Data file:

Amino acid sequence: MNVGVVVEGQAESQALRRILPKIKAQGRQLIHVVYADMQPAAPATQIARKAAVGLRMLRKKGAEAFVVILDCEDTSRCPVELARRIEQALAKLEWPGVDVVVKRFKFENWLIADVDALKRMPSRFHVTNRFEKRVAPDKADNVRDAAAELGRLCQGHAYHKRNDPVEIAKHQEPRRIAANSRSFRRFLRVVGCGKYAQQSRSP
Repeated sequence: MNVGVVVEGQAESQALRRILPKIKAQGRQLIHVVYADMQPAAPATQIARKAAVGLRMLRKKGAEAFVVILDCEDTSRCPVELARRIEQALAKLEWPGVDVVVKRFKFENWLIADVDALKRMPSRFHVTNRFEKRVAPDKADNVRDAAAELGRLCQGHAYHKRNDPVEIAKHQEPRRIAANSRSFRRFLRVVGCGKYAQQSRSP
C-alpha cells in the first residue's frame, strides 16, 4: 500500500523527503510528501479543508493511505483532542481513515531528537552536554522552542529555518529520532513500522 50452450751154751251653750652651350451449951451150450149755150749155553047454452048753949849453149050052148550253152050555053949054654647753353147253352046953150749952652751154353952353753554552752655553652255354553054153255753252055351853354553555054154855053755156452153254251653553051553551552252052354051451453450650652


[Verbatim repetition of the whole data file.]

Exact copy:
Amino acid sequence: MNVGVVVEGQAESQALRRILPKIKAQGRQLIHVVYADMQPAAPATQIARKAAVGLRMLRKKGAEAFVVILDCEDTSRCPVELARRIEQALAKLEWPGVDVVVKRFKFENWLIADVDALKRMPSRFHVTNRFEKRVAPDKADNVRDAAAELGRLCQGHAYHKRNDPVEIAKHQEPRRIAANSRSFRRFLRVVGCGKYAQQSRSP
Repeated sequence: MNVGVVVEGQAESQALRRILPKIKAQGRQLIHVVYADMQPAAPATQIARKAAVGLRMLRKKGAEAFVVILDCEDTSRCPVELARRIEQALAKLEWPGVDVVVKRFKFENWLIADVDALKRMPSRFHVTNRFEKRVAPDKADNVRDAAAELGRLCQGHAYHKRNDPVEIAKHQEPRRIAANSRSFRRFLRVVGCGKYAQQSRSP
C-alpha cells in the first residue's frame, strides 16, 4: 500500500523527503510528501479543508493511505483532542481513515531528537552536554522552542529555518529520532513500522 50452450751154751251653750652651350451449951451150450149755150749155553047454452048753949849453149050052148550253152050555053949054654647753353147253352046953150749952652751154353952353753554552752655553652255354553054153255753252055351853354553555054154855053755156452153254251653553051553551552252052354051451453450650652